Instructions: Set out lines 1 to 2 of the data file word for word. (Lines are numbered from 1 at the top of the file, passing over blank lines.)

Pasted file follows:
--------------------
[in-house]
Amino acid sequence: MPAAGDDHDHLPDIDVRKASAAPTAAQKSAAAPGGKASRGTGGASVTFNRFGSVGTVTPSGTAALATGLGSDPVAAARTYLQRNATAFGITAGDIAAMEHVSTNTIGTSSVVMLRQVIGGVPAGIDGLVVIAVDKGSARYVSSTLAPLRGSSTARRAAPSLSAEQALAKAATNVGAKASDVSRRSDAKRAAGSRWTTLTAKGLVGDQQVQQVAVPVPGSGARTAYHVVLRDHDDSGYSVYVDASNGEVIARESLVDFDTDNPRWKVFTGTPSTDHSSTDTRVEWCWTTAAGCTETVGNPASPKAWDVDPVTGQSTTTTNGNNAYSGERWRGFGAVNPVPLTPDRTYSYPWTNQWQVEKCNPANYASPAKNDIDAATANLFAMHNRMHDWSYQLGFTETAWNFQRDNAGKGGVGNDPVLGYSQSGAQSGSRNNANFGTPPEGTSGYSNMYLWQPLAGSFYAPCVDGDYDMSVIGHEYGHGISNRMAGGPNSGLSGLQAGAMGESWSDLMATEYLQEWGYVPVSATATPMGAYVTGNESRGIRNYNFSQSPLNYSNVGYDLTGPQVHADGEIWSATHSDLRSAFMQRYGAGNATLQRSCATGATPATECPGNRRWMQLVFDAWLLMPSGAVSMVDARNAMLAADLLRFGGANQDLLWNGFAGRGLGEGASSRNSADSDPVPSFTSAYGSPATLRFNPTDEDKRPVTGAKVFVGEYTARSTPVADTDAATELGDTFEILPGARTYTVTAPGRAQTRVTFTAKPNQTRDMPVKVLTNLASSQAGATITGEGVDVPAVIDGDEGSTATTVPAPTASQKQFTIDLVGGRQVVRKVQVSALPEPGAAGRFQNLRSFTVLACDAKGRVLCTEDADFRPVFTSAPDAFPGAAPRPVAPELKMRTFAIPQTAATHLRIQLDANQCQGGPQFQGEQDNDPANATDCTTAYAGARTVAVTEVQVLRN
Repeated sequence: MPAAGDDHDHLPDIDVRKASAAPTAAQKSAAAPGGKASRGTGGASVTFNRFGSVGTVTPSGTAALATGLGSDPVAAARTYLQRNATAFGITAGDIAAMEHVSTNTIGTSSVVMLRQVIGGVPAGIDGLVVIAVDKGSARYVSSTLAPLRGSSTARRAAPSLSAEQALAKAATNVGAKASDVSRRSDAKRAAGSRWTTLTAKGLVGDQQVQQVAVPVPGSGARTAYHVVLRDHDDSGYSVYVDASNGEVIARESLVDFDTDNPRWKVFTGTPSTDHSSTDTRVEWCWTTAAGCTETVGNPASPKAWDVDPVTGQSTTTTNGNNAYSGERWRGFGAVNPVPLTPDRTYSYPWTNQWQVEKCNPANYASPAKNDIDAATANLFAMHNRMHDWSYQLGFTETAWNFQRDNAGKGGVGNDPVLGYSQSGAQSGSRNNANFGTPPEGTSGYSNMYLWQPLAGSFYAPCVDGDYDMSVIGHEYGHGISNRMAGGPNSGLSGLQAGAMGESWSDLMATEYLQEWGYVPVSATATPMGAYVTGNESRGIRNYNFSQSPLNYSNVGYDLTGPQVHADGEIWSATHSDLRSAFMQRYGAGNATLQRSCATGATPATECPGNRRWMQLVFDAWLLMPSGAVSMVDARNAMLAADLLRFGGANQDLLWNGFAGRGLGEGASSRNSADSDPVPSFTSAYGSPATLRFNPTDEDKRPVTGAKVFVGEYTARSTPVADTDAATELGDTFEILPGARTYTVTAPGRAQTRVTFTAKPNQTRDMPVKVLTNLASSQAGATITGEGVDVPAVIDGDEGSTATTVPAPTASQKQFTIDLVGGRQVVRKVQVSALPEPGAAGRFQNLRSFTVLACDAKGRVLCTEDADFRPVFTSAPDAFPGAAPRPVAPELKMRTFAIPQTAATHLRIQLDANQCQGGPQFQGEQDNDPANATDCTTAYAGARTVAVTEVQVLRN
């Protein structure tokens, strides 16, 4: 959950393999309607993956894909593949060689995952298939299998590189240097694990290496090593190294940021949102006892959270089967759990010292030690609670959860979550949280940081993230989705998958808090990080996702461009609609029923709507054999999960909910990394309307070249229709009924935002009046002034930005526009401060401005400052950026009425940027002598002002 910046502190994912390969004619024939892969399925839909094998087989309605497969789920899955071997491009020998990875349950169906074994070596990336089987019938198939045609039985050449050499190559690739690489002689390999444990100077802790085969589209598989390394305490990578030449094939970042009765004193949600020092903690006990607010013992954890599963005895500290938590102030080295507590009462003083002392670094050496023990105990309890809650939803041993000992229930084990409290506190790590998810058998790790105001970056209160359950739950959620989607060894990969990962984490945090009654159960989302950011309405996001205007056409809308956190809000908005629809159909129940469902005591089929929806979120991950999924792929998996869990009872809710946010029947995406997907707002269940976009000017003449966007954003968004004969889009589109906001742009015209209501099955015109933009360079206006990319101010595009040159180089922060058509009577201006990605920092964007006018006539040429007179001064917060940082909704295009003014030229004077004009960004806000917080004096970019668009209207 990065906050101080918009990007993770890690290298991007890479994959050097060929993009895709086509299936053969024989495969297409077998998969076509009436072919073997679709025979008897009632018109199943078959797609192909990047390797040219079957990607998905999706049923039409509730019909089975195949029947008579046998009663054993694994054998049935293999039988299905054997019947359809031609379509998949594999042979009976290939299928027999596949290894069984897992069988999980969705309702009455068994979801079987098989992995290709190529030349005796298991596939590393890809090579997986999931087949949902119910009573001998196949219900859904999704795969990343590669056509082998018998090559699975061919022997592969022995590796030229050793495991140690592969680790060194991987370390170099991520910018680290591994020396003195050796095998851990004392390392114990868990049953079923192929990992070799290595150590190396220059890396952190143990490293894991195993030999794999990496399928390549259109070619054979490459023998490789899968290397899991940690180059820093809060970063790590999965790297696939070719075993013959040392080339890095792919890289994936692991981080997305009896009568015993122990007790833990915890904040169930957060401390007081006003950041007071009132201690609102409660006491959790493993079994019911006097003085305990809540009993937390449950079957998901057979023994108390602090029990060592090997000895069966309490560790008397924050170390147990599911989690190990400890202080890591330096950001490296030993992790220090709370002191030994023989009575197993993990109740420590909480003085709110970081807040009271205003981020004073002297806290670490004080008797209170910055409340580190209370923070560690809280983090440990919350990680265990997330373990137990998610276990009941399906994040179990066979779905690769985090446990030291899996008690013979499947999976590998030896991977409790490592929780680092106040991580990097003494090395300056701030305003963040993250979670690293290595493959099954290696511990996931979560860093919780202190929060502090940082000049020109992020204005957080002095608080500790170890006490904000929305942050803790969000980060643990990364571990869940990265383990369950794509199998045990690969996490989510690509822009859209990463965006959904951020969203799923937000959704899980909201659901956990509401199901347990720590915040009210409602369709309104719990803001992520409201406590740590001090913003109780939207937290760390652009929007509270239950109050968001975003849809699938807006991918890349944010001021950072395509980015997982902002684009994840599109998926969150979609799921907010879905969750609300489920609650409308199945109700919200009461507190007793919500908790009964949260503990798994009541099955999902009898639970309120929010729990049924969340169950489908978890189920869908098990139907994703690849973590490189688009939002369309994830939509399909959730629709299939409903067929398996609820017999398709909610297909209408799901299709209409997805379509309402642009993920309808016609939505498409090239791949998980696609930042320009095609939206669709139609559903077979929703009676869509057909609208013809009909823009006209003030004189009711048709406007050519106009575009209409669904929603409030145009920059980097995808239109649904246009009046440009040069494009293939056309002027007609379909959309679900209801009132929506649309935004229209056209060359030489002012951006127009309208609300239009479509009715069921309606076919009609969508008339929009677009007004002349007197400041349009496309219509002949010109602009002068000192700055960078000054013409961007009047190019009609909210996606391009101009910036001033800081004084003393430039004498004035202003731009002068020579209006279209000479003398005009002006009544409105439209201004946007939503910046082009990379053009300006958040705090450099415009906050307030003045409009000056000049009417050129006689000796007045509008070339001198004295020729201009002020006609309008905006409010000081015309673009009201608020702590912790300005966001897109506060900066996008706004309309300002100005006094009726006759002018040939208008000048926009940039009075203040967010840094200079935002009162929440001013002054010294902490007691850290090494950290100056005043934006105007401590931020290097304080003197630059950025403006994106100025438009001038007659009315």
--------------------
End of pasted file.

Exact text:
[in-house]
Amino acid sequence: MPAAGDDHDHLPDIDVRKASAAPTAAQKSAAAPGGKASRGTGGASVTFNRFGSVGTVTPSGTAALATGLGSDPVAAARTYLQRNATAFGITAGDIAAMEHVSTNTIGTSSVVMLRQVIGGVPAGIDGLVVIAVDKGSARYVSSTLAPLRGSSTARRAAPSLSAEQALAKAATNVGAKASDVSRRSDAKRAAGSRWTTLTAKGLVGDQQVQQVAVPVPGSGARTAYHVVLRDHDDSGYSVYVDASNGEVIARESLVDFDTDNPRWKVFTGTPSTDHSSTDTRVEWCWTTAAGCTETVGNPASPKAWDVDPVTGQSTTTTNGNNAYSGERWRGFGAVNPVPLTPDRTYSYPWTNQWQVEKCNPANYASPAKNDIDAATANLFAMHNRMHDWSYQLGFTETAWNFQRDNAGKGGVGNDPVLGYSQSGAQSGSRNNANFGTPPEGTSGYSNMYLWQPLAGSFYAPCVDGDYDMSVIGHEYGHGISNRMAGGPNSGLSGLQAGAMGESWSDLMATEYLQEWGYVPVSATATPMGAYVTGNESRGIRNYNFSQSPLNYSNVGYDLTGPQVHADGEIWSATHSDLRSAFMQRYGAGNATLQRSCATGATPATECPGNRRWMQLVFDAWLLMPSGAVSMVDARNAMLAADLLRFGGANQDLLWNGFAGRGLGEGASSRNSADSDPVPSFTSAYGSPATLRFNPTDEDKRPVTGAKVFVGEYTARSTPVADTDAATELGDTFEILPGARTYTVTAPGRAQTRVTFTAKPNQTRDMPVKVLTNLASSQAGATITGEGVDVPAVIDGDEGSTATTVPAPTASQKQFTIDLVGGRQVVRKVQVSALPEPGAAGRFQNLRSFTVLACDAKGRVLCTEDADFRPVFTSAPDAFPGAAPRPVAPELKMRTFAIPQTAATHLRIQLDANQCQGGPQFQGEQDNDPANATDCTTAYAGARTVAVTEVQVLRN